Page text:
WITH U.S. FORCES, SAUDI ARABIA -- Camels may be the traditional "ships of the desert," but if you're more interested in scooting than cruising, U.S. armed forces recommend the "Humvee."

This curious vehicle, one part pick-up truck, one part dune buggy, is the modern-day, all-purpose, all-terrain, four-wheel-drive successor to the beloved jeep. The Humvee is one of the success stories of the U.S. deployment in Saudi Arabia, a piece of military hardware that doesn't break down, overheat, misfire or blow up and costs only $26,707. Add-ons, like air conditioning, radio, M-60 machine gun or TOW anti-tank missile can run you a little extra.

But where a jeep was cute and cuddly, a Humvee is squat and ugly, as if Steven Spielberg had taken one of his imperial walking tanks out of "Star Wars" and chopped it off at the knees. And while jeeps ran on gas, Humvees do diesel. Jeeps had four on the floor, while Humvees have automatic transmissions, power steering and power brakes. Jeeps were easy to work on, said Air Force Senior Master Sgt. Raul Perez, "but you could flip 'em just by making a simple turn." Humvees, with the shoulders and chest of a bull mastiff, don't flip.

Perhaps the biggest advantage that the jeep had was its name, which rhymed with beep and sounded just like what it was. When the time came to replace jeeps, the military bureaucracy, which never saw a syllable it couldn't tie into knots, created the "High-Mobility, Multipurpose Wheeled Vehicle." As Casey Stengel said, "you could look it up." I did.

This was shortened to HMMWV, about as pleasant to the ear as cat claws on a blackboard. Fortunately, the American soldier soon came up with a translation palatable to human beings. Hence Humvee, or, more familiarly, "hummer."

But there is no water-cooled, V-8, 150-horsepower, 6.2-liter diesel engine on Earth that hums. The sound of a healthy Humvee could be diplomatically described as "robust."

Perez, a 41-year-old mechanic from El Paso, Texas, runs the Air Force motor pool at a large air base in eastern Saudi Arabia. Before operations Desert Shield and Desert Storm, his Humvee experience was limited. Now, like the rest of the mechanics in his shop, he can identify the most common Humvee problems "just by listening to them."

"A horrible rattle means the alternator bracket is busted," Perez said. "Whining and squealing means they've blown out the steering pump."

Like many mechanics, Perez blames most Humvee problems on what he delicately describes as "operator care," but the faulty alternator brackets have been noted by Humvee mechanics throughout Saudi Arabia. Perez stopped the rattling by replacing the holding screws with metric ones "giving us a closer fit."

The steering pump has him somewhat puzzled, but he suspects that the combination of power steering, a small steering wheel and a long (130-inch) wheelbase, encourages drivers to "throw the vehicle all over the place," causing leaks to develop in the steering column. Rather than add hydraulic fluid, operators continue driving until the pump runs dry and stops. "They always say, 'I don't know what happened, it just quit on me. I heard a loud bang.' "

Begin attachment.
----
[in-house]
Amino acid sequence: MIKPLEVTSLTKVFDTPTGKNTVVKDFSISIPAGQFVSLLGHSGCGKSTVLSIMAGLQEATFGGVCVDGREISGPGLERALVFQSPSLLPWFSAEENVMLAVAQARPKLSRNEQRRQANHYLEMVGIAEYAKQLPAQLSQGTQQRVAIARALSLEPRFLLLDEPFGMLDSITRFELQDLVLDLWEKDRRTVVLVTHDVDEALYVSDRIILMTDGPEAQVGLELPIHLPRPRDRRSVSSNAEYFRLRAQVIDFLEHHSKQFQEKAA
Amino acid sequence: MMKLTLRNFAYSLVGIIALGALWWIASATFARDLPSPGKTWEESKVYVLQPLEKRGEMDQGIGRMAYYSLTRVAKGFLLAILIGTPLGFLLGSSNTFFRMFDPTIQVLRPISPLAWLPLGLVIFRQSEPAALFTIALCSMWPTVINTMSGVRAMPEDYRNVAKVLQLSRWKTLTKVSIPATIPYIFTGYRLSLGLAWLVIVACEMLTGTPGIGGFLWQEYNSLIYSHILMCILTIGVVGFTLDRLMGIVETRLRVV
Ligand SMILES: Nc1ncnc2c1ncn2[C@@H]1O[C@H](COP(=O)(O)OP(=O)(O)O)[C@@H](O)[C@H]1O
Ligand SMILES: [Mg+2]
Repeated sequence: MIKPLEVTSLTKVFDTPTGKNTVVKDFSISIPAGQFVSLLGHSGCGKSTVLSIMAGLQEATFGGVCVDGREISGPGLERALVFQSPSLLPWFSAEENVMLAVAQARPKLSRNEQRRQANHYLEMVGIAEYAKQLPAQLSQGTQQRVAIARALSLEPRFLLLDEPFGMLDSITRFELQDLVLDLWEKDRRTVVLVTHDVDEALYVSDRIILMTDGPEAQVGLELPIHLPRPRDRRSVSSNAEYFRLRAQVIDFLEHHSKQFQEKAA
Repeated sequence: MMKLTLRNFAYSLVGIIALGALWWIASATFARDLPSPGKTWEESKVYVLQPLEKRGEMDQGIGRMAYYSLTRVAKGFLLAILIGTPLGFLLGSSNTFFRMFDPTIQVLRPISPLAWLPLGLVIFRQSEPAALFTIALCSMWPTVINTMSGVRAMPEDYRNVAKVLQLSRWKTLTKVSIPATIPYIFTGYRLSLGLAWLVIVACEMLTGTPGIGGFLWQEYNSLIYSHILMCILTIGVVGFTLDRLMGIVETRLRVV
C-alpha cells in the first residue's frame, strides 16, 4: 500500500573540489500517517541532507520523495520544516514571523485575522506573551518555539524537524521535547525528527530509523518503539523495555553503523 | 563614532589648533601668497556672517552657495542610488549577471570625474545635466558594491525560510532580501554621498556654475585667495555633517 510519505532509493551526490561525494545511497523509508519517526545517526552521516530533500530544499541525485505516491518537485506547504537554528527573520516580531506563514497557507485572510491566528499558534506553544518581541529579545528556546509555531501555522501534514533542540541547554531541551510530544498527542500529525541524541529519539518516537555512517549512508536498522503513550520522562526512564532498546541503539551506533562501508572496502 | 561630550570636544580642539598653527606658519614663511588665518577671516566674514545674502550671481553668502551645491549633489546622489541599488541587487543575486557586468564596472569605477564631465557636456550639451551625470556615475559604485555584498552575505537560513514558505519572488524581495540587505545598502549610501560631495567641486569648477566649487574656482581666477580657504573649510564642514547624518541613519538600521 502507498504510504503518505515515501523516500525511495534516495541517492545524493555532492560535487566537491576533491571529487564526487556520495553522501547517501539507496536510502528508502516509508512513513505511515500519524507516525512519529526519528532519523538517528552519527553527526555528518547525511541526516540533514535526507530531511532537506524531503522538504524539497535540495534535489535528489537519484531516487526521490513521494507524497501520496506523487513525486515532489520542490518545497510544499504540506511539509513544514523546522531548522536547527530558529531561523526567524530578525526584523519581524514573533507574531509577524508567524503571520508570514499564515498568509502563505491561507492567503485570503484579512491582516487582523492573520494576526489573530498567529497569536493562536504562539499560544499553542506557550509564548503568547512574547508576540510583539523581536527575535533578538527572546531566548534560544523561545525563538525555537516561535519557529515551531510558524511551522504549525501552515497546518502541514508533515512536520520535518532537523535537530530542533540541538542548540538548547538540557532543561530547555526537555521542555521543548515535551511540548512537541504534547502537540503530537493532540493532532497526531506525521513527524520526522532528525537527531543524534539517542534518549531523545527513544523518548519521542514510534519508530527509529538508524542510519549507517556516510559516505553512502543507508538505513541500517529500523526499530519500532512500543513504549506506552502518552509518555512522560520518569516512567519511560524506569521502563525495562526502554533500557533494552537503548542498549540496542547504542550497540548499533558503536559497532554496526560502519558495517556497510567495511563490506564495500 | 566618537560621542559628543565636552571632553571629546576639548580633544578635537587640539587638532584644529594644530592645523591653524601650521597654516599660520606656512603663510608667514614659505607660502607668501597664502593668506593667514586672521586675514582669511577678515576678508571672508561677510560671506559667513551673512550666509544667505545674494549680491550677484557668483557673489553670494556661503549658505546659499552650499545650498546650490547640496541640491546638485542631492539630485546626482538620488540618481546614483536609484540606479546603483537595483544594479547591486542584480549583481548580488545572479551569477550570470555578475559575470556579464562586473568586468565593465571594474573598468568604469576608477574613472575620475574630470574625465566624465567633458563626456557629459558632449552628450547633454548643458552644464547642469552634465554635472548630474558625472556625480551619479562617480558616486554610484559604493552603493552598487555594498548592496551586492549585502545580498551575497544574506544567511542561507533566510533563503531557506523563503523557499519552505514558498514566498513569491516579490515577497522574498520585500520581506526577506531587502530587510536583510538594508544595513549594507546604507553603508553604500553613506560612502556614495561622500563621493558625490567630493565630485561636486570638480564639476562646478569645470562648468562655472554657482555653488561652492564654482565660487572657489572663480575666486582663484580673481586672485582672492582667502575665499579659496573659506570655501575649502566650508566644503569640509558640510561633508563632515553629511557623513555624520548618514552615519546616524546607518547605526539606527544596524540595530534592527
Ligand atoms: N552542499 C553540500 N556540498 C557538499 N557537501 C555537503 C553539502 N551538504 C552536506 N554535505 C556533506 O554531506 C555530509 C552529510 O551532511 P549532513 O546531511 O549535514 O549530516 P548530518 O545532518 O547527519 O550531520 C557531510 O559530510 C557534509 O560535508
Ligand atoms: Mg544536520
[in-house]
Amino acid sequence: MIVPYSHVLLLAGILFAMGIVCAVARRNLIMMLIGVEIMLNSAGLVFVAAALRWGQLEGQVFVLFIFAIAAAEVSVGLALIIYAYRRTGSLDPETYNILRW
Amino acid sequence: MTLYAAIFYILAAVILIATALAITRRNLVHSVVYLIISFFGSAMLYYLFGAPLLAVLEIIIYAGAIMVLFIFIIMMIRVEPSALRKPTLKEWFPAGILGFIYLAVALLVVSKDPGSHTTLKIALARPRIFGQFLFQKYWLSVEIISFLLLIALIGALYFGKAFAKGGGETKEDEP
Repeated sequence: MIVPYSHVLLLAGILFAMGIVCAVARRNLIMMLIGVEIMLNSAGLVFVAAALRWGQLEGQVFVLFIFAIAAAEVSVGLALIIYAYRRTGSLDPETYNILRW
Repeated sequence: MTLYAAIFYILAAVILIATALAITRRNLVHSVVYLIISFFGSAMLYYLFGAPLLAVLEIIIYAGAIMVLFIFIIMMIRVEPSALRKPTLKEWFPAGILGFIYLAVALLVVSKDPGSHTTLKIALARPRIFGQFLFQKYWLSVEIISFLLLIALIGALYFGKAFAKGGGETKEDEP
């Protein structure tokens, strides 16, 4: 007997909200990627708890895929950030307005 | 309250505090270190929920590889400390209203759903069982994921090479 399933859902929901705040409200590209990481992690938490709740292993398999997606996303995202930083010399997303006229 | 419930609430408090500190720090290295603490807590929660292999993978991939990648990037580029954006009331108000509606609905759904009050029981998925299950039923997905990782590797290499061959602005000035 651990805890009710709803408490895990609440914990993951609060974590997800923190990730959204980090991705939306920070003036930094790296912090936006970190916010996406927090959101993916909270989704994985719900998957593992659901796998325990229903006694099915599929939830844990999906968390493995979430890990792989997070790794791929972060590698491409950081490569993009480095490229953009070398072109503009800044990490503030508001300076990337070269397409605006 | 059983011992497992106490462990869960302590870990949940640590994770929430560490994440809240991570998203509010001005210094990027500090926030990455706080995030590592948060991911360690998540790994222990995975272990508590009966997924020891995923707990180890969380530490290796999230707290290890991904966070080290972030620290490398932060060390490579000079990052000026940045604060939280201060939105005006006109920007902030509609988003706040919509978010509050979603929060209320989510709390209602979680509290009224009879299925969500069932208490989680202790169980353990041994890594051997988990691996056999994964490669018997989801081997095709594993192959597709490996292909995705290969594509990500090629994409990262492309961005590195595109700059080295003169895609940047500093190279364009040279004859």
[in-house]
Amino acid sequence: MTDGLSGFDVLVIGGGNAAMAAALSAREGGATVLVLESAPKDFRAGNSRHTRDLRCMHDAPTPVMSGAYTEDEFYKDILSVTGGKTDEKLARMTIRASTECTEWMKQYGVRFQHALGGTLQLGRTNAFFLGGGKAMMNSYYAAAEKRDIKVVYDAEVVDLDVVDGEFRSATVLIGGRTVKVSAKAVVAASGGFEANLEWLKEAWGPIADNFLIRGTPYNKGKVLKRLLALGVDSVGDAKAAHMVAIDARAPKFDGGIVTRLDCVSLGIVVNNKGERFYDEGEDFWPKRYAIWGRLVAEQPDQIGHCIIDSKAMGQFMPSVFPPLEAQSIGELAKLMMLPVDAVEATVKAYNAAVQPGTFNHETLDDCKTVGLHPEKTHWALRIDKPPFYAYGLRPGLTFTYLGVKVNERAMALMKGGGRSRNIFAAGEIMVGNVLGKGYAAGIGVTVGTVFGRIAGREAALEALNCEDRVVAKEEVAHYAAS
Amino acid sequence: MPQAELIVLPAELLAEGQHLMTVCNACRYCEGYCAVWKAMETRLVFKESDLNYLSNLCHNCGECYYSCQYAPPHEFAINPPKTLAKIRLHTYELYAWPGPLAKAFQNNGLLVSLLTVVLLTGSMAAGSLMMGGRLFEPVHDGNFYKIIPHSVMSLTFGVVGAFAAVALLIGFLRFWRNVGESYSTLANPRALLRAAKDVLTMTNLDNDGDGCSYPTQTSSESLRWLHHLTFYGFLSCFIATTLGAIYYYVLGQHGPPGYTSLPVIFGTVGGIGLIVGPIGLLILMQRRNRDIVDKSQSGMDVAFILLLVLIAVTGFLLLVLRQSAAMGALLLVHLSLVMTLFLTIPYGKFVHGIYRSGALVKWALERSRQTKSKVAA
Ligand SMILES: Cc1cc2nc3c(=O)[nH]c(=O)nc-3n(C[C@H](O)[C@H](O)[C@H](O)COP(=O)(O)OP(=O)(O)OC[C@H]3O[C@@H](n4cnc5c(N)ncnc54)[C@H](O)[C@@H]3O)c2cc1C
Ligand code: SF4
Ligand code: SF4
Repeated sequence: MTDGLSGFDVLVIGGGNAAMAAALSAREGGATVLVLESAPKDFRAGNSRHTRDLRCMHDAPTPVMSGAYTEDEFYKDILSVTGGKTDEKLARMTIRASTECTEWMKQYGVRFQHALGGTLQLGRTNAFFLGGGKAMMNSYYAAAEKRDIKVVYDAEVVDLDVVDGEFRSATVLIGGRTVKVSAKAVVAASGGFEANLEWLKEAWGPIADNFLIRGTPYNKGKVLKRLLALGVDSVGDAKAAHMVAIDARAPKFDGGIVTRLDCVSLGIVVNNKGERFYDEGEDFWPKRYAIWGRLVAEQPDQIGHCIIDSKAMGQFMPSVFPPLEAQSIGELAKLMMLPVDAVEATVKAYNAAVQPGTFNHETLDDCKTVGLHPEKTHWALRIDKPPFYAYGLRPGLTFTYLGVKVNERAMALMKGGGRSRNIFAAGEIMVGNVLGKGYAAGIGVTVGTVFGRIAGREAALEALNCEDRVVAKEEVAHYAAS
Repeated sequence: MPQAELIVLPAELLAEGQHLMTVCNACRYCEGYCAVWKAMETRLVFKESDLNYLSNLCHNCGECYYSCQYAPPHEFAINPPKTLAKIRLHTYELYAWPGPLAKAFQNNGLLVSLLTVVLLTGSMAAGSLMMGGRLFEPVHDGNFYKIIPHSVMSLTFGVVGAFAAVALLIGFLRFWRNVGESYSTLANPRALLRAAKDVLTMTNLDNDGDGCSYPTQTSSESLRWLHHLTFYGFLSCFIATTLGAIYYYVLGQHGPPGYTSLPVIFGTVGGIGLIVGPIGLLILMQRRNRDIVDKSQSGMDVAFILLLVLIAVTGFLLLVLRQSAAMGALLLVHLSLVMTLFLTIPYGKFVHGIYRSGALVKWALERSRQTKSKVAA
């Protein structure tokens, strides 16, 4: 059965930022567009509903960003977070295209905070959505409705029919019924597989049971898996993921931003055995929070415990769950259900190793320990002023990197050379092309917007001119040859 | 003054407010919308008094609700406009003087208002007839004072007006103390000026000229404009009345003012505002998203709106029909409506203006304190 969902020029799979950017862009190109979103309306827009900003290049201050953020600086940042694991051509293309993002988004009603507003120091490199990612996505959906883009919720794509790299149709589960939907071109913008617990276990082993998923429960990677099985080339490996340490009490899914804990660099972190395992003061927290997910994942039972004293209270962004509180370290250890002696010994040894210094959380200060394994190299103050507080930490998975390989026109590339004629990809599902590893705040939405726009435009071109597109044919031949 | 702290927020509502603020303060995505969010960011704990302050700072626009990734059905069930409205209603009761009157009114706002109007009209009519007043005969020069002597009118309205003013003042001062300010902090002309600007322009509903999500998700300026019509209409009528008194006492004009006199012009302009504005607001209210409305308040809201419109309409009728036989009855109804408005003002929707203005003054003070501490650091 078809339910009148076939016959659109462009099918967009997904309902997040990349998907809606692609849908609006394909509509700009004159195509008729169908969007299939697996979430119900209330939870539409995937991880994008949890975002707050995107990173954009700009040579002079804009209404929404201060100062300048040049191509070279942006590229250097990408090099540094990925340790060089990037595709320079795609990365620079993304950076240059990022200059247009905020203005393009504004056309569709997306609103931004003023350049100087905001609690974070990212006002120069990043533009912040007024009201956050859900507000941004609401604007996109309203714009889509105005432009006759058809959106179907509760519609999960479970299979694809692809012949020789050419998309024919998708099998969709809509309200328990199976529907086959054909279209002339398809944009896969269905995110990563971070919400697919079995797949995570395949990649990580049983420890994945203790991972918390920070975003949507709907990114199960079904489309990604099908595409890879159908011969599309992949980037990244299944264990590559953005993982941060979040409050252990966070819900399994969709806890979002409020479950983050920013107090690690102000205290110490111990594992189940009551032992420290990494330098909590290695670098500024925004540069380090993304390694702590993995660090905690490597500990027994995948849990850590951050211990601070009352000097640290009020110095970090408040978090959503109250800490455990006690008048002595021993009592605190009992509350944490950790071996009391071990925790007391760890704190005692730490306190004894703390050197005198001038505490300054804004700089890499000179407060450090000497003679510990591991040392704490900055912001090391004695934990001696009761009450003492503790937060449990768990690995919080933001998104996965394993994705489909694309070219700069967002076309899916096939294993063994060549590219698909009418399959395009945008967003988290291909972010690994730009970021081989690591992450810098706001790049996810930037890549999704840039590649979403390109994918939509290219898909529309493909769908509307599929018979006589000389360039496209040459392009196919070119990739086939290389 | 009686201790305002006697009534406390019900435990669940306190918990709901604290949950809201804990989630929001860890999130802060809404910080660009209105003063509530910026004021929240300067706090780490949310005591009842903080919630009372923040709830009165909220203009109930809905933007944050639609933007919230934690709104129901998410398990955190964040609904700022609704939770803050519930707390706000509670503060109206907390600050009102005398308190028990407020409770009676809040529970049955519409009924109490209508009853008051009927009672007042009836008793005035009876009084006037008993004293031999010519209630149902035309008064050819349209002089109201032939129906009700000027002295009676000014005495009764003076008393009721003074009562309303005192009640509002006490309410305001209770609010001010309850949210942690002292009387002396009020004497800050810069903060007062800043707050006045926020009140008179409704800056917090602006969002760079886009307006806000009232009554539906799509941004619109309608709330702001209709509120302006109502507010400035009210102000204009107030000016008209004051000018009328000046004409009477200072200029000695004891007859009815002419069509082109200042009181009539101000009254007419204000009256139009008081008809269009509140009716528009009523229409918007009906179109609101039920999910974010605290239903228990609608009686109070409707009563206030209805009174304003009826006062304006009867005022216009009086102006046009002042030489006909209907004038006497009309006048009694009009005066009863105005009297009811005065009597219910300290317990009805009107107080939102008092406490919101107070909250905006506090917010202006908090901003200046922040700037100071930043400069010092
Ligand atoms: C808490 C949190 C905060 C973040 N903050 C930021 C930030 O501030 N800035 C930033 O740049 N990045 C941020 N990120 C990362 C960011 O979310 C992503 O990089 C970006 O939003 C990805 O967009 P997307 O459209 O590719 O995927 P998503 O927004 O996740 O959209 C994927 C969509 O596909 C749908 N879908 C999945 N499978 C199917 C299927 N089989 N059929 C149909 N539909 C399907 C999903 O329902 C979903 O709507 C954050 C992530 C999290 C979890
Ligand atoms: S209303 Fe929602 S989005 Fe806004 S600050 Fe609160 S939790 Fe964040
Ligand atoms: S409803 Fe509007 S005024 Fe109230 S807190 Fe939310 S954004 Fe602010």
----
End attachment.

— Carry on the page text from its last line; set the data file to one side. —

All of this, however, is not to say the Humvee is breakdown-prone. In fact, says Perez, quite the opposite. He takes care of 75 to 100 Humvees and has only had to replace one engine and rebuild two transmissions in the five months since the U.S. deployment here began. Other mechanics are equally enthusiastic.

"Humvees are almost maintenance-free," said Army Warrant Officer Eddie Royal, 41, a battalion maintenance chief with the 82nd Airborne Division. "We run them up to 60 mph, do program maintenance on them every six months or 6,000 miles. It's a very durable vehicle."

And versatile. The basic Humvee, built by AM General, weighs 7,700 pounds with an aluminum chassis, Kevlar body and removable doors. There are 15 showroom models, including everything from "cargo-troop carrier" (canvas top, seats in back), to "armament carrier, armored winch" (Kevlar hatchback, rigged for a machine gun or grenade launcher) to "ambulance 4x4" (cross painted on the side.

But this doesn't begin to describe the purposes to which Humvees are put. In one recent informal survey along a stretch of highway in northeastern Saudi Arabia, one observer spotted Humvees carrying radios, inner tubes, duffel bags and human beings. One Humvee was mounted with air-conditioned modules, like a camper. Another displayed a large timer for a footrace. A third was covered with camouflage netting and had rolled-up rugs and cloth mats strapped to the top of the cab.

And besides simple transport, soldiers use Humvees as roving security vehicles, as mobile guard posts and as command communications centers. Six of them rigged with TOW missiles constitute a Marine Combined Anti-Tank, or CAT, team. Snuffling in the sand dunes like angry cockroaches, CAT Humvees can wait for an enemy tank to appear in the distance, blast it with a missile and then drive off into the desert at 45 mph. "Think of us as mechanized snipers," said TOW operator Lance Corporal Todd Hanks, 22, of Oklahoma City.